Top digital scams that Impacted South Africa during lockdown

7th December, 2021.      //   General Interest, pandemics, Technology  // 

Since 2004, the world began to notice that cyber security was becoming a huge concern.

November sees the recognition of International Fraud Awareness Week in numerous countries all over the world, including South Africa.

International Fraud Week, which will be from November 14 – 20, calls for taking an active role in our communities, where we all help to build a culture of cyber security. Cybersecurity is a shared responsibility – one in which Africans, their governments, the private sector, education and our international partners all play a role.

Starting in 2004, the world began to notice that cyber security was becoming a huge concern. The more people used the internet, the more risk there was for breaches in security. As the internet is a public space, hackers are getting in where they don’t belong, and cybersecurity had already become an issue. It was with these needs in mind that International Fraud Awareness Week was established to help foster attention for this issue that has become a critical part of pretty much everyone’s lives.

One year after Covid-19, TransUnion’s (NYSE: TRU) latest quarterly analysis of global online fraud trends found that since the Covid pandemic began, fraudsters in South Africa are increasing their digital schemes against businesses. In addition, TransUnion’s recent Global Consumer Pulse Study found that 37% of South African consumers have recently been targeted by Covid-19 related digital fraud.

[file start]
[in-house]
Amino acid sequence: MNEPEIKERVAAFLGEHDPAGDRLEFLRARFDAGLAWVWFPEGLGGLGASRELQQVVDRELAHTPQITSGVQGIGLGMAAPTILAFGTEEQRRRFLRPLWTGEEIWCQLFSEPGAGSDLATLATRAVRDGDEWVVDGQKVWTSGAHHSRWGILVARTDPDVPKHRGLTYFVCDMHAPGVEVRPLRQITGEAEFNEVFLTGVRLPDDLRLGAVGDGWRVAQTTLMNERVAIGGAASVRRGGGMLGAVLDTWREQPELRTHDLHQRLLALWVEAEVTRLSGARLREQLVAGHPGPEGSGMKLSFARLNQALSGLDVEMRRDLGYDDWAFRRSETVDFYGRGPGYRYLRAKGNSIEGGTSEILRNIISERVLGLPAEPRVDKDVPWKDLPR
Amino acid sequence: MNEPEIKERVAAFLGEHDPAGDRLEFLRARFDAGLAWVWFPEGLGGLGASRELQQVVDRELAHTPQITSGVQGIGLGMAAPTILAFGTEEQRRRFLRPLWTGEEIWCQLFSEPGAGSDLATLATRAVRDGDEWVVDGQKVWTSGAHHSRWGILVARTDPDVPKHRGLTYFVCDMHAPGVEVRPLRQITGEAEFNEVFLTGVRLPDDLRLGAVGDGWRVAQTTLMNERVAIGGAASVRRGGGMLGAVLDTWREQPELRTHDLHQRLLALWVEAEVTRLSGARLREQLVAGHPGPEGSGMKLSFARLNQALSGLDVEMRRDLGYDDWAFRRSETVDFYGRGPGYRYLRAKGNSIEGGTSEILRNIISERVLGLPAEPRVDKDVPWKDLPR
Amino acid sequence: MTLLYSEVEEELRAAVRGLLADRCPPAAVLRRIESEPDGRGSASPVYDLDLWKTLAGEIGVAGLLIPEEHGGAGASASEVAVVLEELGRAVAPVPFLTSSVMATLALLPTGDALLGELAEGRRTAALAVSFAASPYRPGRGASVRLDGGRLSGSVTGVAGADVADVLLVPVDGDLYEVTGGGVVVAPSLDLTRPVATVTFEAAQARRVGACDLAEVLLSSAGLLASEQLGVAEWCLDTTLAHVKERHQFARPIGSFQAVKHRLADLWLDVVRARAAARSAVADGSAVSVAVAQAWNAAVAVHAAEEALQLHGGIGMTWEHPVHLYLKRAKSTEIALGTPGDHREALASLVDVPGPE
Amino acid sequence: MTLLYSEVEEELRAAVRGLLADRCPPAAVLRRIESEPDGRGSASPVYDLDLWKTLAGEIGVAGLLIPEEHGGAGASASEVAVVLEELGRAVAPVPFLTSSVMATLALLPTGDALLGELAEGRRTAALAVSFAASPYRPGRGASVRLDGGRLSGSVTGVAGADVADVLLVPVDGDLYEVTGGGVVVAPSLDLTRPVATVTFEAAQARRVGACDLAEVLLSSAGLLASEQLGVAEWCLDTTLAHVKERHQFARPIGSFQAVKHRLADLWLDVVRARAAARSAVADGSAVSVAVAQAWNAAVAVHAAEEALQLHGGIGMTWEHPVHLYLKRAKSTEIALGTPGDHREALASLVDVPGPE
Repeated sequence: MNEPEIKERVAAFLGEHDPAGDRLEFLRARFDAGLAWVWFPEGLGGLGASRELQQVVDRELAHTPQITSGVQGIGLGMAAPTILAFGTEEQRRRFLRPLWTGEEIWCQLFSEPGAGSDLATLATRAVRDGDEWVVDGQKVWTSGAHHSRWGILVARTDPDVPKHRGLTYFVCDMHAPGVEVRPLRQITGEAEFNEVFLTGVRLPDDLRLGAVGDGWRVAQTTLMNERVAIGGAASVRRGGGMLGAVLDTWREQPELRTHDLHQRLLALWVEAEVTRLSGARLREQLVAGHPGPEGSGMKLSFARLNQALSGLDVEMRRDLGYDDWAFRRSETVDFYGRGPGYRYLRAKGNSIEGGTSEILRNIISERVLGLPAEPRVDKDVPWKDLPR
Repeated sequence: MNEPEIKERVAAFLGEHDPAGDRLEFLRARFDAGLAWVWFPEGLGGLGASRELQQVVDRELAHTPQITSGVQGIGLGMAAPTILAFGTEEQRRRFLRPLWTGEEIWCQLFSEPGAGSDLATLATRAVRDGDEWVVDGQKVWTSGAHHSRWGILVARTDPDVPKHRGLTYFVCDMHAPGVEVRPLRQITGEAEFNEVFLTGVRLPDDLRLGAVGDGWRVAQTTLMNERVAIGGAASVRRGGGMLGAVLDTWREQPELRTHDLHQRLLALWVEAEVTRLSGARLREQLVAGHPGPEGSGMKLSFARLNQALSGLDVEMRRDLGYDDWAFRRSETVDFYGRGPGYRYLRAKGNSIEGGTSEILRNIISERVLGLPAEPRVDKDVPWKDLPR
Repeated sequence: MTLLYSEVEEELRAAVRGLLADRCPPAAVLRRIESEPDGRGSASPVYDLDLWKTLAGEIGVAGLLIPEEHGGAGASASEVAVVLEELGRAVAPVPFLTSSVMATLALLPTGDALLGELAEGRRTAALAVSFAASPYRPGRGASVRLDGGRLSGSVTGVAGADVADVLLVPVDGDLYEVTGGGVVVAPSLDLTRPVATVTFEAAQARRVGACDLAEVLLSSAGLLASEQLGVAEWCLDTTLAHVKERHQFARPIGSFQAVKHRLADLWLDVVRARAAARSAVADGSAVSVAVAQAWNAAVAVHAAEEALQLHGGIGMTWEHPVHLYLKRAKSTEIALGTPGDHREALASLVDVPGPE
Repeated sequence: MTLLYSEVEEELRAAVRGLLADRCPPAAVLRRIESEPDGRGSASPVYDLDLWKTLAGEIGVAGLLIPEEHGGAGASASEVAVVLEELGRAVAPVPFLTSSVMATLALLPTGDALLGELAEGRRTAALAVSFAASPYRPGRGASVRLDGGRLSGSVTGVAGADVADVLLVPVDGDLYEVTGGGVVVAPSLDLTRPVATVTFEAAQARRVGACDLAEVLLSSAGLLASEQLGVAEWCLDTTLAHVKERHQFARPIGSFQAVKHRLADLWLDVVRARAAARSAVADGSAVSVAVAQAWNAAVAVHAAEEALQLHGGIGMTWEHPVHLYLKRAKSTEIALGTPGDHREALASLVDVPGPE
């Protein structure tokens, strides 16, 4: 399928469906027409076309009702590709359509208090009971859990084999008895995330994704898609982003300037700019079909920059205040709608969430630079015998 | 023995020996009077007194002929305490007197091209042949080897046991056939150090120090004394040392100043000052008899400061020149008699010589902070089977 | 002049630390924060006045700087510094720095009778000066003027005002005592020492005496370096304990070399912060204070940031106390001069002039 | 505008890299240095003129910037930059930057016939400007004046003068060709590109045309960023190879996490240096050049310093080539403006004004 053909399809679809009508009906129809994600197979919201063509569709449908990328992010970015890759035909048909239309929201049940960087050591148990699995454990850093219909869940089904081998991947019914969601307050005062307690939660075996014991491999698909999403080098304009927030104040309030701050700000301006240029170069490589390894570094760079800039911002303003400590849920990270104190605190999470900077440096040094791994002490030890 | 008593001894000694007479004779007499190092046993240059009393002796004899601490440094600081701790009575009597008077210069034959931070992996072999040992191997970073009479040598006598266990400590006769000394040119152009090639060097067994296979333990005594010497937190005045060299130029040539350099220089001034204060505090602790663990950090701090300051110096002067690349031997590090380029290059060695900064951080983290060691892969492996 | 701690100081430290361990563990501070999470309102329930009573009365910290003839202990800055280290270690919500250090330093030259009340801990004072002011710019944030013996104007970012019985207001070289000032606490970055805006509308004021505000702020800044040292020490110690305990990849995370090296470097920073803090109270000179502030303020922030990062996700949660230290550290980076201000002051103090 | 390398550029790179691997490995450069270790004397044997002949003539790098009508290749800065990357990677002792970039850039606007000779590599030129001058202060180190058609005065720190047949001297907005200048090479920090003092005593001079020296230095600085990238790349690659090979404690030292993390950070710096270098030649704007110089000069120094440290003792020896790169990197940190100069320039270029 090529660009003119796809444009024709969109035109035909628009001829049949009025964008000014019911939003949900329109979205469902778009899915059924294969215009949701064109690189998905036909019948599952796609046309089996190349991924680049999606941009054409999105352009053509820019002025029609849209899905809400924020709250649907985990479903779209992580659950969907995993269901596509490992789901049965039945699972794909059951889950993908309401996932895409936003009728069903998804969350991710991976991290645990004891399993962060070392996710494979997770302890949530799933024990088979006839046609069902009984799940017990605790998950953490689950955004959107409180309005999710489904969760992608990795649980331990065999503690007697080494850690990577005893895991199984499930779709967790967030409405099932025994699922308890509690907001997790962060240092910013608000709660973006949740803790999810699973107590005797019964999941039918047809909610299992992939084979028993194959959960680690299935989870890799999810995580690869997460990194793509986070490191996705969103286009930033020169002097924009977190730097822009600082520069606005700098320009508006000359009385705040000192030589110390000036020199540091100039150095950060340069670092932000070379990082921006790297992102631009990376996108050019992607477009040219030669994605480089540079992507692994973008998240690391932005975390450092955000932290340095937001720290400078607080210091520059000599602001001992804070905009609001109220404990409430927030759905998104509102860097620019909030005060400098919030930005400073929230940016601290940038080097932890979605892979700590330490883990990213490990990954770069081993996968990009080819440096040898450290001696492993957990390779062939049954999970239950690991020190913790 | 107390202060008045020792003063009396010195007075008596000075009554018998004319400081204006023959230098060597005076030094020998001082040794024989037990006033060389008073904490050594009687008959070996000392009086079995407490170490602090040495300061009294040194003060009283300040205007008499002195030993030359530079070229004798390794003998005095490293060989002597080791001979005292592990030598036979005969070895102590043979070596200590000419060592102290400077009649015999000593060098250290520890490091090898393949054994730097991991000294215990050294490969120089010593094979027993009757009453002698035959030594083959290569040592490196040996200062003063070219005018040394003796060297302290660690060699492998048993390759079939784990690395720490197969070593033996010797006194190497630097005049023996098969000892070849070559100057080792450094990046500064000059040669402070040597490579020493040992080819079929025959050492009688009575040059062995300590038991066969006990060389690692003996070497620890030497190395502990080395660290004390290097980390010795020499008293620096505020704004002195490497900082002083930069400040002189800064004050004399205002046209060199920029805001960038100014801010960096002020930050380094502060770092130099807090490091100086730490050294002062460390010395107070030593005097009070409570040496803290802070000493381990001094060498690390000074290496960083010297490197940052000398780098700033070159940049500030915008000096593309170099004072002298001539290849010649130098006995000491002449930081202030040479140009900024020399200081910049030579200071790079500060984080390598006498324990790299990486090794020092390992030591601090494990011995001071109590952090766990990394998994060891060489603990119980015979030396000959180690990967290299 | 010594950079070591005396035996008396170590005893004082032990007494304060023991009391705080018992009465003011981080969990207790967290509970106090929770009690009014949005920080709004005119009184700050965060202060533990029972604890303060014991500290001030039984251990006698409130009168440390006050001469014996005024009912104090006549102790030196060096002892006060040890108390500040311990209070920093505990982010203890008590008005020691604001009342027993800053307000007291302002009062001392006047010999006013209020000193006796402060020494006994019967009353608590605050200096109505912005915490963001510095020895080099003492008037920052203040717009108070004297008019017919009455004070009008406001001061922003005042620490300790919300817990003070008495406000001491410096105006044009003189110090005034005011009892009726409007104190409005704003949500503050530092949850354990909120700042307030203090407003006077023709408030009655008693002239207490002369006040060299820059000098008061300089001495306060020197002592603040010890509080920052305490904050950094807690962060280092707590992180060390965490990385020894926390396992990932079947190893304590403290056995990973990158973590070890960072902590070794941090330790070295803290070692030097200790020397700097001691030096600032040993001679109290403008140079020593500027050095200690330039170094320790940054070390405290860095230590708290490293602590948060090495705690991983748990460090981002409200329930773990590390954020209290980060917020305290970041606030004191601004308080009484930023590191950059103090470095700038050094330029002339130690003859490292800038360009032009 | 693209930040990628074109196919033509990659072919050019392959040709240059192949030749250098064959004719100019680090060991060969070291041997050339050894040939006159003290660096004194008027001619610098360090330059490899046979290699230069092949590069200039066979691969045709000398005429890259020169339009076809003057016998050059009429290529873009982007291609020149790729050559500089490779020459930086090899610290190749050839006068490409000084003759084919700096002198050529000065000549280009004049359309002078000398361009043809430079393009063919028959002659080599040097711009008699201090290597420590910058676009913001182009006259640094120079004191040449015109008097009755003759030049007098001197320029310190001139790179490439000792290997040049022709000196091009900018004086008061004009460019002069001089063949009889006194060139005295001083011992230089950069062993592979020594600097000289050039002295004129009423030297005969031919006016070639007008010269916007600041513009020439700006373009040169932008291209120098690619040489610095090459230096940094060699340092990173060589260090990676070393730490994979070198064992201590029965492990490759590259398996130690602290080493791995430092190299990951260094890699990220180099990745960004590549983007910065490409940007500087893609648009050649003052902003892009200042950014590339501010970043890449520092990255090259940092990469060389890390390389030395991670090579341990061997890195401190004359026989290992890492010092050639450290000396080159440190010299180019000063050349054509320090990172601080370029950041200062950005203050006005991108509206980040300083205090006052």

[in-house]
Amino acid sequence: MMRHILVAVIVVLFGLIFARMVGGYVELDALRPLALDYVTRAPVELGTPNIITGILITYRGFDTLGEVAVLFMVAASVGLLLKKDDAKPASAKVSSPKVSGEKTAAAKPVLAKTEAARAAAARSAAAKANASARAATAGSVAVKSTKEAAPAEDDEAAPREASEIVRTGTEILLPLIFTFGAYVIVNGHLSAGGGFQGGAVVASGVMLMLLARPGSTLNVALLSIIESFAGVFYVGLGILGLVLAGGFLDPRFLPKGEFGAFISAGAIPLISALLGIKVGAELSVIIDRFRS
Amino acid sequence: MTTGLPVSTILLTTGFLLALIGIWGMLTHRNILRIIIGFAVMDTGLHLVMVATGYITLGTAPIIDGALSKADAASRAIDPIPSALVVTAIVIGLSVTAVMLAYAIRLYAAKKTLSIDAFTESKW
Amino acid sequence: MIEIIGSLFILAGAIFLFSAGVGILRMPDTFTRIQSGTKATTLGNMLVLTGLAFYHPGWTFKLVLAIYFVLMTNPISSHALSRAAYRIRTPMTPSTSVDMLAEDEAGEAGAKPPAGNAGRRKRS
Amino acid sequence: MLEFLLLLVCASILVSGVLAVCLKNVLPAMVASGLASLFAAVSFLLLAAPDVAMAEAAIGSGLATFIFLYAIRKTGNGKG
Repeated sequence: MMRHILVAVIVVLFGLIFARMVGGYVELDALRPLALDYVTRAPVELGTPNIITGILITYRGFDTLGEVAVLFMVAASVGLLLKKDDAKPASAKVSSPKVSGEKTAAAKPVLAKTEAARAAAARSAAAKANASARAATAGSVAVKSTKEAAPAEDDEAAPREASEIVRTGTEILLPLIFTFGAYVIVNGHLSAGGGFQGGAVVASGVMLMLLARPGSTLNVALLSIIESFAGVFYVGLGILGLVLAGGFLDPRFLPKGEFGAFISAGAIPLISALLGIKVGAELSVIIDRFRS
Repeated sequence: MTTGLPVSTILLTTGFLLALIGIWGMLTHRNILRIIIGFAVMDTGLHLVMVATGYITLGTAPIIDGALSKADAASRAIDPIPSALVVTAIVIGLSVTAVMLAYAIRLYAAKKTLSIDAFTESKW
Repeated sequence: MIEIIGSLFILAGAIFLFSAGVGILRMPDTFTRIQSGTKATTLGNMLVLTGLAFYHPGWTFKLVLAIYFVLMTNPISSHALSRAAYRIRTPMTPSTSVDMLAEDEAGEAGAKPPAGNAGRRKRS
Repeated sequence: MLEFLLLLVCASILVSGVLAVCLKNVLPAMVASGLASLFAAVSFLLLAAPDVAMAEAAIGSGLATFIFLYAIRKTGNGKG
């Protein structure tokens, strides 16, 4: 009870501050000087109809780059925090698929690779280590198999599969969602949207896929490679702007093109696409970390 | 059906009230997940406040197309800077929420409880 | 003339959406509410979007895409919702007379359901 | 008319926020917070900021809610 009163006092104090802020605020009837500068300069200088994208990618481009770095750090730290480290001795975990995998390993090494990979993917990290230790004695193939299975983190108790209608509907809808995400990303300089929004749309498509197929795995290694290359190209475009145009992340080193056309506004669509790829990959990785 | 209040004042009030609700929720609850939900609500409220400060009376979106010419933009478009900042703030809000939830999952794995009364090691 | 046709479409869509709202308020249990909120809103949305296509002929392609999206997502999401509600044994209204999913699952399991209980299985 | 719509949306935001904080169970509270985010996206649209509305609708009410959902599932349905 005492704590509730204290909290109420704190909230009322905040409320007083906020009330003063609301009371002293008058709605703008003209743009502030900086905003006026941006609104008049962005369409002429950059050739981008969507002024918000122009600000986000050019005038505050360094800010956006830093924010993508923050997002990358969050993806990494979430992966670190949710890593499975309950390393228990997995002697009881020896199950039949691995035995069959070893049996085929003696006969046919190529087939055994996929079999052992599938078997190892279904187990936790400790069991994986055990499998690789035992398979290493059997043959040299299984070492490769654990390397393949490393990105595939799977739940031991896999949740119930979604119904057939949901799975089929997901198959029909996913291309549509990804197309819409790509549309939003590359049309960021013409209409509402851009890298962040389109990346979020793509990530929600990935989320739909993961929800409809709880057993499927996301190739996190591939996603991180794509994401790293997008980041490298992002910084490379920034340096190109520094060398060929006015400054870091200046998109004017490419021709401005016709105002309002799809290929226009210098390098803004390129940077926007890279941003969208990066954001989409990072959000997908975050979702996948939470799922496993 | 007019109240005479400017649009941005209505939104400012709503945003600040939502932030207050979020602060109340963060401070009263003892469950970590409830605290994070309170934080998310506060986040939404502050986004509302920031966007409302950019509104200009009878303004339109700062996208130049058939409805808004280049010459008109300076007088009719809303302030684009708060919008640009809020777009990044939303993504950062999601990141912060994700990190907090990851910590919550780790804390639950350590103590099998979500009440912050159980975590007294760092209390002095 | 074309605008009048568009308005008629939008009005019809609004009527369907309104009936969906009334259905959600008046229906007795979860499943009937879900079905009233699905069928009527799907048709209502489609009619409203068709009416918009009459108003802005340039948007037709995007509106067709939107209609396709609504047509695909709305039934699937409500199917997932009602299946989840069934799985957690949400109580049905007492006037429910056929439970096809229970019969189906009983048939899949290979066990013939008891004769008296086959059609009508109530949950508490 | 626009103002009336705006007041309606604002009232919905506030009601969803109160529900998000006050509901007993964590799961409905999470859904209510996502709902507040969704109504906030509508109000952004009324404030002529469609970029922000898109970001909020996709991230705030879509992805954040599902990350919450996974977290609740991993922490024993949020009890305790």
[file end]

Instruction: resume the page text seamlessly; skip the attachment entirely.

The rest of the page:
The rise in digital fraud, especially during the pandemic, is a concern that consumers need to ensure they are armed to deal with. As a trusted partner, Standard Bank has various digital security measures in place to help consumers conduct their everyday banking with peace of mind. The onus is, however, still on the consumer to ensure they do not fall into the traps that fraudsters set in the digital sphere.

The top Covid-19 related digital scams were:

  • Fake insurance
  • Unemployment
  • Third-party seller scams
  • Phishing
  • OTP vishing
  • Smishing and sim swop

Kaspersky data further shows that more than two-thirds of local respondents say that either they or their loved ones have suffered from criminals via social networks since the outbreak of the virus.

Around two in five consumers (41%) reported that they are personally aware of a Covid-19-related digital fraud attempt targeting them in the last three months, with 7% having fallen victim. (TransUnion)

Standard Bank notes the below in terms of understanding if something could be a scam or not:

  • What you are offered or promised sounds too good to be true
  • The offer takes you by surprise, or the prize relates to a competition you never entered
  • You’re given limited time to confirm your details or win the prize, catching you off guard
  • You receive the information via a free email address (like Hotmail, Aim, Yahoo or Gmail)
  • You are promised large sums of money for very little or no effort on your part
  • You’re asked to provide money upfront, for whatever reason, to receive the money or prize
  • You’re asked to confirm personal or account details via a hyperlink, icon or attachment in an email or over the phone

These are some of the reasons digital security has become so crucial in the everyday lives of consumers in South Africa. The rise of online banking fraud informs Standard Bank’s drive for customers to bank differently and empower themselves to make full use of all digital and mobile security measures currently provided.

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